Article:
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Officials React To Albany Police-Community Survey

Dr. Alice Green
WAMC photo by Dave Lucas
Dr. Alice Green

In mid-August, the Center for Law and Justice published a 41-page report, based on a survey of some 250 Albany residents, regarding public safety, law enforcement and community-police relations. As public officials begin responding to its findings, Center Executive Director Alice Green has resolved to make the survey a "living document." 

"Pathway to Reformative Change: Public Safety, Law Enforcement and the Albany Community" raised several concerns. Its major findings: the community is very mistrustful of the Albany Police Department and the Albany County District Attorney." Green said.

"The purpose of the survey, first of all, was to give people in the community an avenue for expecting some of the concerns that they had about public safety, law enforcement, and the relationship between the community and police. It was never designed to be a scientific survey, and we make that point in our report. But it was important to listen to people, and even though we came up with some findings that I'm sure many people were aware of and that is that there is a great distrust between the Albany Police Department and the community and the D.A.'s office and the community. But the important thing was that we heard from people, and we had a number of recommendations. We've been trying to get a better sense of how people are responding to that survey."

Although Green invited the mayor, police chief and D.A. to a press briefing the day the report came out, they didn't show up, and neither did their representatives.

Follow-up letters were sent to Albany Mayor Kathy Sheehan, Chief Eric Hawkins and D.A. David Soares.  O "We did not get any response from the mayor or the district attorney, but I did talk briefly to the police chief, who thought the survey was great and that it could be really helpful as he goes about making any changes in the department, so we were happy to hear that. And he also expressed interest in improving the communication between not only our office, but the community at large."

Green says the Center received several "responses over social media." Chief Hawkins told WAMC he never got an invite to the presser, giving weight to Green's assertion that "lines of communication have been strained between the center and local officials."  Since then, Green and Hawkins have re-opened those lines. The D.A.’s office has not responded to a request for comment. Both the mayor and the chief have since reviewed the report. "I looked at the report and you know certainly there were, as the report indicates, community policing is something that is continuous. You're never finished. Creating trust within the community is something that is continuous, and you're never finished. And it really highlights that there can be, you know, one incident that erodes trust and so it constantly needs to be rebuilt, and so, and if we have the right police chief at the right time, doing a lot of the right things to ensure that we are working to create a relationship of trust between the police and the broader community," Sheehan said.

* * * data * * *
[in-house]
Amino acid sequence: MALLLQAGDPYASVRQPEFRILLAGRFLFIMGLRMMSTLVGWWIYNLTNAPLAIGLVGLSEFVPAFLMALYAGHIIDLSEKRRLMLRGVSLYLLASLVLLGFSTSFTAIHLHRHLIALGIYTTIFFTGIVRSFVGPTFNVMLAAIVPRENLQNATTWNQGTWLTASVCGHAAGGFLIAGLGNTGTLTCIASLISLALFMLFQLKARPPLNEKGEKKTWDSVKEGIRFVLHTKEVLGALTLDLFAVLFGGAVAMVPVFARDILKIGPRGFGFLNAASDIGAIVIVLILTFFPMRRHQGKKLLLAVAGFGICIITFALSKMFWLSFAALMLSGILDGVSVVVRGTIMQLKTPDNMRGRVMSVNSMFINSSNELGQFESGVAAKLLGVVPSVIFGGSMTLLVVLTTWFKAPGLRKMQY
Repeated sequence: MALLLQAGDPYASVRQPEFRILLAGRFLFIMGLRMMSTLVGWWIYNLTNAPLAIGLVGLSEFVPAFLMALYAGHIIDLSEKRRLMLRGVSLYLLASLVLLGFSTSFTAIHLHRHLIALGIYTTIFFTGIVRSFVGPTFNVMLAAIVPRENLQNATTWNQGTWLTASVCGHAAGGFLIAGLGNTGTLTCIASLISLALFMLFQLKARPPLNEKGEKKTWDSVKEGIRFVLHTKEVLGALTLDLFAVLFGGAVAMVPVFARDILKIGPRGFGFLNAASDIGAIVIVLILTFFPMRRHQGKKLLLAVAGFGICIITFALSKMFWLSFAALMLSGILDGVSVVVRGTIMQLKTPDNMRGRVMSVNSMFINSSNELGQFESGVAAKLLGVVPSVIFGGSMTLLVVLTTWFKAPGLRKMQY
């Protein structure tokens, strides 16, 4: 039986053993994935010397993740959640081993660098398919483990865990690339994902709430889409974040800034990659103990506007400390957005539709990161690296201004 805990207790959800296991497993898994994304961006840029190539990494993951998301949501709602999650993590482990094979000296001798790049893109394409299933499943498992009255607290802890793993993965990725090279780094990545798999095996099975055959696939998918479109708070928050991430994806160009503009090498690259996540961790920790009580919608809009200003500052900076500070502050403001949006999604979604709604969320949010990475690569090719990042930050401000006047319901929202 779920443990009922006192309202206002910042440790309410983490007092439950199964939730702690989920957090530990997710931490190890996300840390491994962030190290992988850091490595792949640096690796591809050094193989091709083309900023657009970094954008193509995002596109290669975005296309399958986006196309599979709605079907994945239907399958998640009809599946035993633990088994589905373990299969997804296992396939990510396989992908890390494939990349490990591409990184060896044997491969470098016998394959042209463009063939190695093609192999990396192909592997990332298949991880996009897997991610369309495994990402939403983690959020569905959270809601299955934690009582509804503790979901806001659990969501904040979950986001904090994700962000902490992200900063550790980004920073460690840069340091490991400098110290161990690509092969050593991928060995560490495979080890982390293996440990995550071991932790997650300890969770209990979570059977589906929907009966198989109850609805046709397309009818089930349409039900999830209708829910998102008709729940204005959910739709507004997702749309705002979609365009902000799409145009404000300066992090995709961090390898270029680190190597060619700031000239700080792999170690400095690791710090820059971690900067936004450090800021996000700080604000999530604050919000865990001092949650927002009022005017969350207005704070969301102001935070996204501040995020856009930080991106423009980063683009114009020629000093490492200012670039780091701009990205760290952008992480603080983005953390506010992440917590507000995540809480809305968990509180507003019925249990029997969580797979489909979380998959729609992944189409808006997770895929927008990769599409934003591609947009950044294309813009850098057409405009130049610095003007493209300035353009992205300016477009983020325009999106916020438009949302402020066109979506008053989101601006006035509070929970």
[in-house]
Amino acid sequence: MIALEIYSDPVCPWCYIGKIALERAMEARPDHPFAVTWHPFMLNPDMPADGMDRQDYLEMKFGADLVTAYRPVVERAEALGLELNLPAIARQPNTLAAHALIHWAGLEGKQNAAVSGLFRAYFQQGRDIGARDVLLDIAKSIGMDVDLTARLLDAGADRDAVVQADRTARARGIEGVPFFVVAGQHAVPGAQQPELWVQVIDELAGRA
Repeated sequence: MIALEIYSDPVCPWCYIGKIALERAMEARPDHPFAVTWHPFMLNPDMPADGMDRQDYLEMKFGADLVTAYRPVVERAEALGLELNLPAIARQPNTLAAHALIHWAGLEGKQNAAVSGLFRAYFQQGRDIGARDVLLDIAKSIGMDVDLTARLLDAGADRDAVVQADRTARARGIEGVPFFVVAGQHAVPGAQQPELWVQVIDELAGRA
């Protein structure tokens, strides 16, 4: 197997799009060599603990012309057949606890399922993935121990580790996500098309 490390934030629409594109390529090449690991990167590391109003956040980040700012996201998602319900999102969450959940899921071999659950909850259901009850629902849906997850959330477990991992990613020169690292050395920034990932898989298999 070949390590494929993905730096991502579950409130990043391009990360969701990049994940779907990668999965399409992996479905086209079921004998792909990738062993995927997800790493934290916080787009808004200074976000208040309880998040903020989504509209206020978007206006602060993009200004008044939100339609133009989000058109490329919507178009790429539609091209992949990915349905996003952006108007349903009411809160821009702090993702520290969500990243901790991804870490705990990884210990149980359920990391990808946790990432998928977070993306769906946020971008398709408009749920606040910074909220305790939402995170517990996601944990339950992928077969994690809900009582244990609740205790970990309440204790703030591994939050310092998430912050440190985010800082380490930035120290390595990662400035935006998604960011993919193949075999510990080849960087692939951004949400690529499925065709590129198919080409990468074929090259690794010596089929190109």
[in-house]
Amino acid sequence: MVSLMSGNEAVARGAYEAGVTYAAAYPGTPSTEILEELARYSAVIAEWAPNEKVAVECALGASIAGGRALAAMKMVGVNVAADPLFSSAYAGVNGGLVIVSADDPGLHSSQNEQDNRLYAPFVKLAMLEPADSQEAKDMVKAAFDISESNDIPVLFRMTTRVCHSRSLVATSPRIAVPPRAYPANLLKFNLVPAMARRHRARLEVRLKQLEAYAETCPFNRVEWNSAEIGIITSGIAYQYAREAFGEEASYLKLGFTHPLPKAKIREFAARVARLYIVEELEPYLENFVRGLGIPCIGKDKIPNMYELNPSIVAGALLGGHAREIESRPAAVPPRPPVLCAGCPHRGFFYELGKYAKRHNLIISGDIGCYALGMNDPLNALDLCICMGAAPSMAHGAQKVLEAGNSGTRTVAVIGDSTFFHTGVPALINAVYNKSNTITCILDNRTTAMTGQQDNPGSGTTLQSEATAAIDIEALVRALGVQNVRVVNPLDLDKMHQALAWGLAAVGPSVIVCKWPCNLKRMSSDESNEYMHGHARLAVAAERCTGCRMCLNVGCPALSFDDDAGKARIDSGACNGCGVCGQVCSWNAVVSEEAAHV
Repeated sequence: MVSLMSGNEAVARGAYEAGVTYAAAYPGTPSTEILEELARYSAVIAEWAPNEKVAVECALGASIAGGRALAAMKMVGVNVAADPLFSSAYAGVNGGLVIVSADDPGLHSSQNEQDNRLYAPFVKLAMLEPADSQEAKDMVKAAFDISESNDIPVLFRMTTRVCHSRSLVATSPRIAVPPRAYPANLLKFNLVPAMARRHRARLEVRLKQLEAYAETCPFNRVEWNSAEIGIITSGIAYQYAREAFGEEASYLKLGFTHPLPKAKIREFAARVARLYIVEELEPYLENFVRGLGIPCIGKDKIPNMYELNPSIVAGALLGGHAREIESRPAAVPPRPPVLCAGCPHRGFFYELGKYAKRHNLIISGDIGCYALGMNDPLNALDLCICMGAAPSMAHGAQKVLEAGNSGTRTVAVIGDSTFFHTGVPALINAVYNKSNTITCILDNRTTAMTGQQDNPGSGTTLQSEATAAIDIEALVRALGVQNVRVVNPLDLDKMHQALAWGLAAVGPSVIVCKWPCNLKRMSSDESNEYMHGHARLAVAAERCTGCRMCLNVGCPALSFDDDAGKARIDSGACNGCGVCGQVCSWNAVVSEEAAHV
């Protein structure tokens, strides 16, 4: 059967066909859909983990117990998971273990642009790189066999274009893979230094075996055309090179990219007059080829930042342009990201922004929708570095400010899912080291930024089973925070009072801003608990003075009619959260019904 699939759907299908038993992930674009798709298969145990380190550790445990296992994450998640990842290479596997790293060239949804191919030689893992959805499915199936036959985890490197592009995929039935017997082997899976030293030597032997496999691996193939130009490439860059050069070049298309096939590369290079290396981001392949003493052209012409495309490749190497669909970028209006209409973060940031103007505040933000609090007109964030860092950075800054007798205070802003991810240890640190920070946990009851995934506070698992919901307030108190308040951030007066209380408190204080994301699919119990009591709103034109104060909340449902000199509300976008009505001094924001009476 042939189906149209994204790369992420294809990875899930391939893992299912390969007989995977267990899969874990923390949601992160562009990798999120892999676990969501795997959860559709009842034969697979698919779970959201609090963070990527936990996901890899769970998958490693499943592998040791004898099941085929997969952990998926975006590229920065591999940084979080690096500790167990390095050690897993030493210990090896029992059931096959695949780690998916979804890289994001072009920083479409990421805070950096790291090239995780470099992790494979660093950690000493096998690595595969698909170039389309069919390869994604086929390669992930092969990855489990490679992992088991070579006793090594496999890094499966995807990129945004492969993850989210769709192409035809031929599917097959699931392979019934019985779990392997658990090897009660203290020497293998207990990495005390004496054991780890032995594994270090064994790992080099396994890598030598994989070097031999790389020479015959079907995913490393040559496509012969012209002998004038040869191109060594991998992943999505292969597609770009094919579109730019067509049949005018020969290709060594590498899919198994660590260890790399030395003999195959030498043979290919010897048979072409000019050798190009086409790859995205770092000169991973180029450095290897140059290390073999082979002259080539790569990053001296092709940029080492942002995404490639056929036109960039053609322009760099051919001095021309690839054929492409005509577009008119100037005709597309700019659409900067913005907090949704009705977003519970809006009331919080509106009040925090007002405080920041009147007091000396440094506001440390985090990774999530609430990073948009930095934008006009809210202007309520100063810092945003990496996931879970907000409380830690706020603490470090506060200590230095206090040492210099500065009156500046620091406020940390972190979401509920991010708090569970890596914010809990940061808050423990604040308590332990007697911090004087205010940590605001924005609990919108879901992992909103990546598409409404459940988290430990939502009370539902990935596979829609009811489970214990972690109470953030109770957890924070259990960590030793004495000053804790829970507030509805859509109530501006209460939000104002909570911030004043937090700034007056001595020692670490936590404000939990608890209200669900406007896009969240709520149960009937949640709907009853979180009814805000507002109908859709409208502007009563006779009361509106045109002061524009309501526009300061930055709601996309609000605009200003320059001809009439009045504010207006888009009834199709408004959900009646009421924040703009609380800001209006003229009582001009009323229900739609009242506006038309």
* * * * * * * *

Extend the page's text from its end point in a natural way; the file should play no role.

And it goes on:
Hawkins said "I think one thing that could have been better I guess, is that it could have captured some of the other sentiments from people in the community. And while there are some who distrust the police and have dissatisfaction with certain aspects of police work, not just in Albany, but across the country, there are many many others who really are satisfied, who really have a respect for the police, who wanna work with the police officers in the community, who understand that it's a tough job and those officers out there are really doing the best that they can. That they have the best of intentions, they have good hearts. They have a service mentality. And so there are many many of those people out there, and I think in all fairness it would have, in order to put some context to this whole issue, I think a better picture would have been to have more of those people who are out there, and there are many many out there, and to have them, more of those folks, that would have been represented in such a survey."

As Green moves toward her goal of making the report "a living document," she embraces the idea of getting feedback from more people, and she hopes the report will move the Albany Common Council to take action of some kind, as the Center develops a process for monitoring and tracking the report's recommendations.

"So in a year we should be able to issue our report card, that we call it, that looks at what we manage to do in this community and where we need to go beyond that," Green said.

The report's recommendations include requiring more transparency and clarification of policies from police and the D.A., including allowing the public to view use of force records, along with the need to find ways that law enforcement agencies and the criminal justice system may identify and address the presence of systemic racism.  

Dave Lucas is WAMC’s Capital Region Bureau Chief. Born and raised in Albany, he’s been involved in nearly every aspect of local radio since 1981. Before joining WAMC, Dave was a reporter and anchor at WGY in Schenectady. Prior to that he hosted talk shows on WYJB and WROW, including the 1999 series of overnight radio broadcasts tracking the JonBenet Ramsey murder case with a cast of callers and characters from all over the world via the internet. In 2012, Dave received a Communicator Award of Distinction for his WAMC news story "Fail: The NYS Flood Panel," which explores whether the damage from Hurricane Irene and Tropical Storm Lee could have been prevented or at least curbed. Dave began his radio career as a “morning personality” at WABY in Albany.
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